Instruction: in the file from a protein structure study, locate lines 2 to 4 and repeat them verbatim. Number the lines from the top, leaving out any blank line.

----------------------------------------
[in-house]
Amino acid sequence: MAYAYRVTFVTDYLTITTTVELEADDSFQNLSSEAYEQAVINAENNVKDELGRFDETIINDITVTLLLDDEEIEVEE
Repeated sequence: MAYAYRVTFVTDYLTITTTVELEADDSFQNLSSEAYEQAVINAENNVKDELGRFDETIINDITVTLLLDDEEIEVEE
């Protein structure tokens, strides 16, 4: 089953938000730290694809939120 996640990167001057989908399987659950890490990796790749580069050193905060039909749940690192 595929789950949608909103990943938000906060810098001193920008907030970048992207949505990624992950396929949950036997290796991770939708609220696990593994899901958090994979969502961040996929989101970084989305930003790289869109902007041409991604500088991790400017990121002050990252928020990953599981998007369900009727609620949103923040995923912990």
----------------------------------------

Amino acid sequence: MAYAYRVTFVTDYLTITTTVELEADDSFQNLSSEAYEQAVINAENNVKDELGRFDETIINDITVTLLLDDEEIEVEE
Repeated sequence: MAYAYRVTFVTDYLTITTTVELEADDSFQNLSSEAYEQAVINAENNVKDELGRFDETIINDITVTLLLDDEEIEVEE
């Protein structure tokens, strides 16, 4: 089953938000730290694809939120 996640990167001057989908399987659950890490990796790749580069050193905060039909749940690192 595929789950949608909103990943938000906060810098001193920008907030970048992207949505990624992950396929949950036997290796991770939708609220696990593994899901958090994979969502961040996929989101970084989305930003790289869109902007041409991604500088991790400017990121002050990252928020990953599981998007369900009727609620949103923040995923912990």